Evacuated Amona Settlers Must Compensate Palestinian Landowners, Says State

After the High Court ordered evacuation of Amona, built partly on private Palestinian land, the state is asking the court to demand that residents foot the bill of 300,000 shekels.

Chaim Levinson
Chaim Levinson
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Amona, in 2014. Residents knew the land was privately owned, said the state.
Amona, in 2014. Residents knew the land was privately owned, said the state.Credit: Olivier Fitoussi
Chaim Levinson
Chaim Levinson

Three weeks after the High Court of Justice ruled that the unauthorized West Bank outpost of Amona must be evacuated and destroyed by the end of 2016, the state is asking the court to demand that its residents pay 300,000 shekels ($75,000) to compensate the Palestinian owners of the land on which some of the homes were built.

The state told the court that the organization representing Amona's members “tried to force the state, in every way possible, [to support] the existence of the outpost.”

In 2008, the Palestinian landowners, along with the Yesh Din legal advocacy organization and attorneys Michael Sfard and Shlomi Zacharia, filed a petition requesting that the entire outpost be destroyed. Simultaneously, the landowners filed a civil suit demanding payment for damages caused by the construction of the outpost. The state then filed a third-party suit against Amona, claiming that it and not the government had caused said damages.

Last July the state reached a compromise with the landowners, in which it was agreed that they would receive 300,000 shekels in compensation. Now the state wants the court to order the Amona settlers themselves to recompense the Palestinians.

Two weeks ago, the state submitted its briefs in the case, filed by the Jerusalem district prosecutor, which included harsh criticism of the actions of the settlers and their representatives.

The settlers have stressed that it was the government which originally established the outpost, and thus no claims can legally be lodged against them. This claim has been repeated by Amona residents, throughout the entire period of legal proceedings against them.

In response to that charge, the state wrote the court: “Amona's representatives and residents tried to force upon the state the existence of the outpost, despite the illegal circumstances of its establishment. The picture is clear: These people have throughout the years been aware that this is land under private ownership, and the settlement of the site and building of structures there is illegal.”

There is an enormous distance between the claims and statements of the group representing the settlers, and reality on the ground, the state said, adding that Amona was established by representatives of the Mateh Binyamin Regional Council, who pressured the council and the state to underwrite its development. In response to the settlers' claims that the government itself initiated and financed the outpost, the state's legal representatives told the court that such funding ended in 2004. Moreover, they emphasized that the money was transferred via the regional council, the driving force behind the development of Amona. The state said the council – including its head, Pinhas Wallerstein – had acted illegally to obtain funds from the Housing Ministry for such activities, as did the founders of the community.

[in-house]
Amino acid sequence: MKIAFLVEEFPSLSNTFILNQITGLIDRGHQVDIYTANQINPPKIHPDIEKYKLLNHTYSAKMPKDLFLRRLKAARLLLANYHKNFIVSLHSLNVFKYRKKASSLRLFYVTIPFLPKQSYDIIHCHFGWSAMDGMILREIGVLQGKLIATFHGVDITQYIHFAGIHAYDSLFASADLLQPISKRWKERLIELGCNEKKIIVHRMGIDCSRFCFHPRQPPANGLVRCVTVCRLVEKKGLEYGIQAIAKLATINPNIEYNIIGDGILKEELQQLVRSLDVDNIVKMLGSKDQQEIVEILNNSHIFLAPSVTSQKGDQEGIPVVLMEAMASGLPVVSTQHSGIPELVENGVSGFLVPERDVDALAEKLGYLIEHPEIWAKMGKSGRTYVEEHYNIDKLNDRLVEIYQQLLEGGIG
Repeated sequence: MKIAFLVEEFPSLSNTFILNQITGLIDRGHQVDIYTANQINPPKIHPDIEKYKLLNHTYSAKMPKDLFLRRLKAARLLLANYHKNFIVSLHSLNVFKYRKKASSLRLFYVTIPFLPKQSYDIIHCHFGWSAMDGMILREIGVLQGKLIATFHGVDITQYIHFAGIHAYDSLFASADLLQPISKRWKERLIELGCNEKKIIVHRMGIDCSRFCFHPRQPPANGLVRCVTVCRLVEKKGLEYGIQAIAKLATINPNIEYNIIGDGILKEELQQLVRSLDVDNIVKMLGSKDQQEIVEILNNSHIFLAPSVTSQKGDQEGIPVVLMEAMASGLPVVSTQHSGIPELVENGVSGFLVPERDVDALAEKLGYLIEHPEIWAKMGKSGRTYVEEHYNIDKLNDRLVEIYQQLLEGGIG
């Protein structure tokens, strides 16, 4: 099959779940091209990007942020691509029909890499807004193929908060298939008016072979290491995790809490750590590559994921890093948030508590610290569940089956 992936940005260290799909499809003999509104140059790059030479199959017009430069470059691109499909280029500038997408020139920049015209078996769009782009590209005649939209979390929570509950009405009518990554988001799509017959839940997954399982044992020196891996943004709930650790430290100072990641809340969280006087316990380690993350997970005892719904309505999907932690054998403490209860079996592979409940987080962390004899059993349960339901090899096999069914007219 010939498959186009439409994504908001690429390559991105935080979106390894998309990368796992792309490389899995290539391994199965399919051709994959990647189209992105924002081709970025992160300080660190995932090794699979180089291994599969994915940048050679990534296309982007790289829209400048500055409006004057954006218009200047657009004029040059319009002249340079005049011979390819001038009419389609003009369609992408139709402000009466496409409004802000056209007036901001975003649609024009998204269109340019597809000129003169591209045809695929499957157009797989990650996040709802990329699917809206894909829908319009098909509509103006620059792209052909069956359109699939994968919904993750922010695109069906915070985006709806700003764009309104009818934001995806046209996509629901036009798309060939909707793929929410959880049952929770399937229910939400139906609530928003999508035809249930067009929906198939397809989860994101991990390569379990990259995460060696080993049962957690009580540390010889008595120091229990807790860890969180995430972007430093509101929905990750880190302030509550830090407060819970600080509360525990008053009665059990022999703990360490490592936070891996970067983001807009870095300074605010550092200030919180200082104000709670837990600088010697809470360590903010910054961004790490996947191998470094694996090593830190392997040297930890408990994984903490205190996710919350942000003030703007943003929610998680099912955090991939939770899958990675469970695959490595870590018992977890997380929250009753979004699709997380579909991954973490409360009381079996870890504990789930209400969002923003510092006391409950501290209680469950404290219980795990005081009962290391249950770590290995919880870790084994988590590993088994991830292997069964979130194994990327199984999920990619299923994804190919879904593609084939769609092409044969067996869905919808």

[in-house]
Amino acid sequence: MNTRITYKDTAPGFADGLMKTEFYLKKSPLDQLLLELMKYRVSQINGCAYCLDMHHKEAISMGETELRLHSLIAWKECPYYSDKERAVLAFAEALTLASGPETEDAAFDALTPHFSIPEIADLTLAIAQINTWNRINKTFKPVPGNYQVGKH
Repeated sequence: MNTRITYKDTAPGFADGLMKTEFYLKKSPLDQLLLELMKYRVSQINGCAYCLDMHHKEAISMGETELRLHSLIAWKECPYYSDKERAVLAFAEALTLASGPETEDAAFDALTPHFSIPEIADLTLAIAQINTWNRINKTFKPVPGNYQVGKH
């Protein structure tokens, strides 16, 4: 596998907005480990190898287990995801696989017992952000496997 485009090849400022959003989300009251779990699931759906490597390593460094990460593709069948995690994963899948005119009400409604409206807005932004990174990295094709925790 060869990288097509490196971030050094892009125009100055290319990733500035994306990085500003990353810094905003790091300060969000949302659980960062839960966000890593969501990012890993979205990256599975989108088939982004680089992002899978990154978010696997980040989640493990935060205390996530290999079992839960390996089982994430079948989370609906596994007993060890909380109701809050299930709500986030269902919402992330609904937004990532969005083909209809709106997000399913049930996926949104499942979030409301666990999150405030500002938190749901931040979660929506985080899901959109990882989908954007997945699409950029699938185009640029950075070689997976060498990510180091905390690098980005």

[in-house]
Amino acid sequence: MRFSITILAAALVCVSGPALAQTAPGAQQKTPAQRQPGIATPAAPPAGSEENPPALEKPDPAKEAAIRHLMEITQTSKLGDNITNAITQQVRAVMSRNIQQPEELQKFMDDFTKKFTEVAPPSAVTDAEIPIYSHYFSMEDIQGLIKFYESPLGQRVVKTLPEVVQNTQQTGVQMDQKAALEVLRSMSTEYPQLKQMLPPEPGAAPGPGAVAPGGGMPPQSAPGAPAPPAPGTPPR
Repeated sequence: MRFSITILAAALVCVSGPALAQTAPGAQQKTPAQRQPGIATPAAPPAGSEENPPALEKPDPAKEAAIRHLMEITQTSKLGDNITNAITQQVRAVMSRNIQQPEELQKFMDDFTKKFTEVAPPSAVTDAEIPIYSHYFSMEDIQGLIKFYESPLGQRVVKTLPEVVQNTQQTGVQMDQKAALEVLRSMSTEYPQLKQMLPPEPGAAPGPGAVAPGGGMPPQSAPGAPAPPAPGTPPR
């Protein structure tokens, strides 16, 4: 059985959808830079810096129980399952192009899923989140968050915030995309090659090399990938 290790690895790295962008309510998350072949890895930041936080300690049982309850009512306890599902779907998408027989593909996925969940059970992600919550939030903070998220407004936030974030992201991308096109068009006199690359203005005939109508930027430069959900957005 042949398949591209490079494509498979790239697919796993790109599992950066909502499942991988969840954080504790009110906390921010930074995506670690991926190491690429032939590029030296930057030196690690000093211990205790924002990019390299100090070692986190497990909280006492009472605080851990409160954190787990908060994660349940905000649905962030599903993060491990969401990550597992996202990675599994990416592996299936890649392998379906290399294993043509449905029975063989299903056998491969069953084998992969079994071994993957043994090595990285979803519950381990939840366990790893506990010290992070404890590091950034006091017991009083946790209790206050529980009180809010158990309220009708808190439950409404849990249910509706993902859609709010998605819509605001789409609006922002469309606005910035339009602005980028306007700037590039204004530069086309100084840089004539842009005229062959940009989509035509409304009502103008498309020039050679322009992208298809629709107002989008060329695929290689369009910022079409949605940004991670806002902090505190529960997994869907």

The largest unauthorized settlement outpost on the West Bank, Amona was originally built in 1997 on privately owned land near the settlement of Ofra; it now numbers some 50 families.

In 2006 the state dismantled nine permanent structures at the outpost. Two years later, the Palestinian landowners petitioned the High Court, with Yesh Din, demanding demolition of the entire outpost on the grounds that it had been built illegally on private land. The government response was that Amona would be demolished before the end of 2012, although that date was later postponed to June 2013.

At one point the government changed its position, saying it would only demolish structures on plots owned by the individual petitioners. At the same time, Amona residents said that they had legally purchased additional land. Israel Police later determined that some of the property deeds were forged.

In December 2014, Supreme Court President Asher Grunis ordered the evacuation and complete demolition of Amona, within two years.

“These structures were built on privately owned land so there is no possibility of authorizing their construction, even retroactively,” Grunis wrote in his ruling. “The military commander of Judea and Samaria must act decisively to protect the private property of residents who are under his control, including protection from usurpation of and illegal construction on their lands. Under such circumstances, the highest priority must be given to enforcement of work stoppage and demolition orders.”

In a related development, the head of the group representing Amona, attorney Avihai Boaron, was given 19th place on the Knesset slate at the Habayit Hayehudi primary last week. However, the state’s brief implies that Boaron did not tell the truth in an affidavit he presented to the court during the recent proceedings.

Boaron had declared that the group representing the Amona residents in court does not own land per se, but is rather a sort of homeowners' association that helps residents cope with day-to-day affairs. But it turns out that in 2006 Boaron told the High Court in an affidavit that the group in question |has owned the land and structures for a long time.”

Haaretz did not receive a response from Boaron on this issue.

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